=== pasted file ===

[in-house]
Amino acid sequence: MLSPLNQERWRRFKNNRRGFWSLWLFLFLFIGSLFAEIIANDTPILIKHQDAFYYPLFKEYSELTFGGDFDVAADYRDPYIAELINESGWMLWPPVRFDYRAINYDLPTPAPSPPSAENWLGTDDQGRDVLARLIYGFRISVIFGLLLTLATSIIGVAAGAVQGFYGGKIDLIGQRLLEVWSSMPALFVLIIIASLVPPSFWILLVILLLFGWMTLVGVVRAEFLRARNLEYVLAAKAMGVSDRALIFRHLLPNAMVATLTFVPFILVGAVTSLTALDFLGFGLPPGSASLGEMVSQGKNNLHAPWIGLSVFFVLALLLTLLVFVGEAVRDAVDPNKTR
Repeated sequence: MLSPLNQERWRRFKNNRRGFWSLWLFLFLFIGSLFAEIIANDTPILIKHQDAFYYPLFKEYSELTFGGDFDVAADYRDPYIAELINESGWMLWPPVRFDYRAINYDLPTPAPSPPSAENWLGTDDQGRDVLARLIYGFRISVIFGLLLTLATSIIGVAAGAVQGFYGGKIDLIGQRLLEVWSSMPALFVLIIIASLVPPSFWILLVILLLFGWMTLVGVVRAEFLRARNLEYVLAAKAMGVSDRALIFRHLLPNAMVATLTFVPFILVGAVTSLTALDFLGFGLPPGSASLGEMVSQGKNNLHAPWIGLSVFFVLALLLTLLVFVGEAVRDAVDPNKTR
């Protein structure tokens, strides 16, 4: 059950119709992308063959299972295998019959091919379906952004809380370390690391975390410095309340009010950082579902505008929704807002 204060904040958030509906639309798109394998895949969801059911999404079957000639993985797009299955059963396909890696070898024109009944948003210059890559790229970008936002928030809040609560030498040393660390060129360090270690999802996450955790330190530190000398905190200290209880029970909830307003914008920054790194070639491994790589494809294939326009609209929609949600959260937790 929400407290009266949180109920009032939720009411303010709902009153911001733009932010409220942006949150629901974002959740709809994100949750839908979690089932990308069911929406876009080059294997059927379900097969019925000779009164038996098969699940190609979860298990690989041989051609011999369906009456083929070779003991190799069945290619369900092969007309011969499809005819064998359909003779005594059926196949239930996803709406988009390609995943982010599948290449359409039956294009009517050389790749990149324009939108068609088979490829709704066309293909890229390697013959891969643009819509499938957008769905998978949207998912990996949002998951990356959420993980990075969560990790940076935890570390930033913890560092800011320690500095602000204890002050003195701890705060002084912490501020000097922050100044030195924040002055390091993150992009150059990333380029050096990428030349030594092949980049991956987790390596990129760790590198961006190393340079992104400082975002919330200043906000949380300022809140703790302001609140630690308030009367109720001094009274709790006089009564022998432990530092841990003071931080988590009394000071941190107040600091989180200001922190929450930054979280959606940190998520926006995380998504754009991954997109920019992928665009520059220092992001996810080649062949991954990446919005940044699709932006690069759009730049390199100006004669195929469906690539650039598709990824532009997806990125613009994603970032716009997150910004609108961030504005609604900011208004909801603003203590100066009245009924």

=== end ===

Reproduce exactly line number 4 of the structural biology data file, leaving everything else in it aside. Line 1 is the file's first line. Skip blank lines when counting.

């Protein structure tokens, strides 16, 4: 059950119709992308063959299972295998019959091919379906952004809380370390690391975390410095309340009010950082579902505008929704807002 204060904040958030509906639309798109394998895949969801059911999404079957000639993985797009299955059963396909890696070898024109009944948003210059890559790229970008936002928030809040609560030498040393660390060129360090270690999802996450955790330190530190000398905190200290209880029970909830307003914008920054790194070639491994790589494809294939326009609209929609949600959260937790 929400407290009266949180109920009032939720009411303010709902009153911001733009932010409220942006949150629901974002959740709809994100949750839908979690089932990308069911929406876009080059294997059927379900097969019925000779009164038996098969699940190609979860298990690989041989051609011999369906009456083929070779003991190799069945290619369900092969007309011969499809005819064998359909003779005594059926196949239930996803709406988009390609995943982010599948290449359409039956294009009517050389790749990149324009939108068609088979490829709704066309293909890229390697013959891969643009819509499938957008769905998978949207998912990996949002998951990356959420993980990075969560990790940076935890570390930033913890560092800011320690500095602000204890002050003195701890705060002084912490501020000097922050100044030195924040002055390091993150992009150059990333380029050096990428030349030594092949980049991956987790390596990129760790590198961006190393340079992104400082975002919330200043906000949380300022809140703790302001609140630690308030009367109720001094009274709790006089009564022998432990530092841990003071931080988590009394000071941190107040600091989180200001922190929450930054979280959606940190998520926006995380998504754009991954997109920019992928665009520059220092992001996810080649062949991954990446919005940044699709932006690069759009730049390199100006004669195929469906690539650039598709990824532009997806990125613009994603970032716009997150910004609108961030504005609604900011208004909801603003203590100066009245009924």